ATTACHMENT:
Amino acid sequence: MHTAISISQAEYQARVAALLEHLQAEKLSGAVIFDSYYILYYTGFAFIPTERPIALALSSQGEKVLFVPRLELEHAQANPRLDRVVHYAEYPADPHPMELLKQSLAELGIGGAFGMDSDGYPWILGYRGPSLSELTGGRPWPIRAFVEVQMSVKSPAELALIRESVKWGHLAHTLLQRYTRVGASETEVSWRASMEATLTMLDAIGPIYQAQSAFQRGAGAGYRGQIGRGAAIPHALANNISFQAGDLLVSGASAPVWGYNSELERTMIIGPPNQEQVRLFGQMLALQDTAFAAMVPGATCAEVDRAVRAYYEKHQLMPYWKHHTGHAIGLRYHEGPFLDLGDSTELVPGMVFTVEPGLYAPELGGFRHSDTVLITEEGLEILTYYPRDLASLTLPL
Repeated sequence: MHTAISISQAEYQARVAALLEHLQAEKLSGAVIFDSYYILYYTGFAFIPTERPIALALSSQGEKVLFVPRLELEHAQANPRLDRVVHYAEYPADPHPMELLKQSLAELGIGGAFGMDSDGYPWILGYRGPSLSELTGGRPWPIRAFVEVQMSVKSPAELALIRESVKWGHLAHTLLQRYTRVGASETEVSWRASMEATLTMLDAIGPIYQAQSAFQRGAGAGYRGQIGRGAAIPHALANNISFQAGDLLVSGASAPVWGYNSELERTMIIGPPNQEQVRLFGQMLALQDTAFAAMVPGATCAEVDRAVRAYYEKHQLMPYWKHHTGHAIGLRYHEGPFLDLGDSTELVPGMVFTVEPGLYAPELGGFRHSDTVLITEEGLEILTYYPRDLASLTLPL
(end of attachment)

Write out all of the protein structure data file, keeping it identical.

Amino acid sequence: MHTAISISQAEYQARVAALLEHLQAEKLSGAVIFDSYYILYYTGFAFIPTERPIALALSSQGEKVLFVPRLELEHAQANPRLDRVVHYAEYPADPHPMELLKQSLAELGIGGAFGMDSDGYPWILGYRGPSLSELTGGRPWPIRAFVEVQMSVKSPAELALIRESVKWGHLAHTLLQRYTRVGASETEVSWRASMEATLTMLDAIGPIYQAQSAFQRGAGAGYRGQIGRGAAIPHALANNISFQAGDLLVSGASAPVWGYNSELERTMIIGPPNQEQVRLFGQMLALQDTAFAAMVPGATCAEVDRAVRAYYEKHQLMPYWKHHTGHAIGLRYHEGPFLDLGDSTELVPGMVFTVEPGLYAPELGGFRHSDTVLITEEGLEILTYYPRDLASLTLPL
Repeated sequence: MHTAISISQAEYQARVAALLEHLQAEKLSGAVIFDSYYILYYTGFAFIPTERPIALALSSQGEKVLFVPRLELEHAQANPRLDRVVHYAEYPADPHPMELLKQSLAELGIGGAFGMDSDGYPWILGYRGPSLSELTGGRPWPIRAFVEVQMSVKSPAELALIRESVKWGHLAHTLLQRYTRVGASETEVSWRASMEATLTMLDAIGPIYQAQSAFQRGAGAGYRGQIGRGAAIPHALANNISFQAGDLLVSGASAPVWGYNSELERTMIIGPPNQEQVRLFGQMLALQDTAFAAMVPGATCAEVDRAVRAYYEKHQLMPYWKHHTGHAIGLRYHEGPFLDLGDSTELVPGMVFTVEPGLYAPELGGFRHSDTVLITEEGLEILTYYPRDLASLTLPL